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Philodendron selloum freeze recovery


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#1 Walt

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Posted 10 July 2009 - 04:42 PM

Philodendron selloum is a main staple, in terms of plants, I grow all about my property.

This past January I recorded a low temperature reading of 23.5 F (-4.7 C) in my front yard, 5 feet above the ground and 15 feet out from the east side of my house. However, I'm sure the temperature was lower in other parts of my property, especially the north side that backs up to state scrub land property.

My Philodendron selloums growing along the north side of my property were totally defoliated. However, on the south side of my property, where it is lightly wooded, the P. selloums weren't hurt at all.

The below photo is of some of my P. selloums growing along the north border of my property, looking basically east. This photo was taken approximately one month after the freeze. You can see some new growth starting to appear:

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The below photo was taken a couple of days ago, basically from the same view point. A virtual full recovery!:

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This view is looking north last February:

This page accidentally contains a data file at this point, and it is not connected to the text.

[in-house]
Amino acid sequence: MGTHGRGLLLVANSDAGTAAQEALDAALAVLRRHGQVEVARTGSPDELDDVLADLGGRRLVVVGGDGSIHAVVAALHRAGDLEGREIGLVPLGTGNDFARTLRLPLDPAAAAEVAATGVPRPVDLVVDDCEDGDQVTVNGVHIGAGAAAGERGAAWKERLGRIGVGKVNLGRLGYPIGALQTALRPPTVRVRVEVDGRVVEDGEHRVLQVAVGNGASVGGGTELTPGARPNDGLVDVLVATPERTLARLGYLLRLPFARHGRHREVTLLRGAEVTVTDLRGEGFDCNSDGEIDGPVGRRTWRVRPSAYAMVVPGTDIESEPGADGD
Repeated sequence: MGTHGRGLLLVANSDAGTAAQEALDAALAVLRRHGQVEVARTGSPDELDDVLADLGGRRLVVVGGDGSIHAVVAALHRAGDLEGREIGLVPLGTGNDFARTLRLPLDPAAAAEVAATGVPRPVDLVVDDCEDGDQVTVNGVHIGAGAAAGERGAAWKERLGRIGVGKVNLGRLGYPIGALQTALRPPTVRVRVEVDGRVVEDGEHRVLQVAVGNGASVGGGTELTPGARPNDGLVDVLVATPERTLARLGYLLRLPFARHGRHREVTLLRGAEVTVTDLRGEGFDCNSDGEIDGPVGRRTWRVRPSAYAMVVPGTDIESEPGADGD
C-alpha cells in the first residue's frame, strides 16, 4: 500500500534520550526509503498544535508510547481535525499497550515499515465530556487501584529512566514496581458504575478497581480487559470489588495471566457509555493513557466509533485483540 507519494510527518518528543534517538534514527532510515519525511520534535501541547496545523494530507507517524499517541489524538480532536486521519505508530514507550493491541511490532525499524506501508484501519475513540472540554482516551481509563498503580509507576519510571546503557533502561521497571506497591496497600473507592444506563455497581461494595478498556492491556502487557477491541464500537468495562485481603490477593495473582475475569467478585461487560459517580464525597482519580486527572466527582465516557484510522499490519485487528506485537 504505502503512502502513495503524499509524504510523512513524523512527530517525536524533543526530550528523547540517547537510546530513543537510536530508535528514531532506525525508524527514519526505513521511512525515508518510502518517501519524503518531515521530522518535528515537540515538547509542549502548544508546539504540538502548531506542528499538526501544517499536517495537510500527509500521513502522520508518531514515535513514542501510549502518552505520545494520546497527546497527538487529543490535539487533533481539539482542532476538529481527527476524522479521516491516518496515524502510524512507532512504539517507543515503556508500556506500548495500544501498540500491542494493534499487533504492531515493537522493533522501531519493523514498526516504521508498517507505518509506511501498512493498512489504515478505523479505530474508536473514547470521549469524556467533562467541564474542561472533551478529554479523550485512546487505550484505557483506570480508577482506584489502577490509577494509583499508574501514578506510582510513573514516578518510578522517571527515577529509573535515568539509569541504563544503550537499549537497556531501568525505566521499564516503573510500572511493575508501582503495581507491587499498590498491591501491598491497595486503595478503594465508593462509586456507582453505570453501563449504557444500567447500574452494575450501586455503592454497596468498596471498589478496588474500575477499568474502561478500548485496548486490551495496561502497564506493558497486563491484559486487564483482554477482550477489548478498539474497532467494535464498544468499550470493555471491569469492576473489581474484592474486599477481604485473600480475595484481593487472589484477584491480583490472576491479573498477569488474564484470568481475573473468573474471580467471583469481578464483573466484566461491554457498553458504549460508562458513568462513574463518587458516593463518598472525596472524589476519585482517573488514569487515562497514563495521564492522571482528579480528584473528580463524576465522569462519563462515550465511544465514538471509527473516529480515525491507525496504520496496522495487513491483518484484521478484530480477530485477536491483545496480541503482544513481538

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This view is looking north two days ago:

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Of all the tropical plants and palms, etc., I grow, nothing compares to freeze recovery (fastest) to my P. selloums.
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#2 FRITO

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Posted 10 July 2009 - 05:13 PM

Wow Walt, thats some cold down there.

thanks for sharing this. These are great plants are common throughout florida. They are becomming more popular here in Tally and recover fast from hard freezes.

this year mine defoliated as well but looks good as new now . under canopy and in warmer spots around town they did not show damage.

awesome plant and I keep planting more
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#3 Walt

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Posted 11 July 2009 - 03:05 AM

Wow Walt, thats some cold down there.

thanks for sharing this. These are great plants are common throughout florida. They are becomming more popular here in Tally and recover fast from hard freezes.

this year mine defoliated as well but looks good as new now . under canopy and in warmer spots around town they did not show damage.

awesome plant and I keep planting more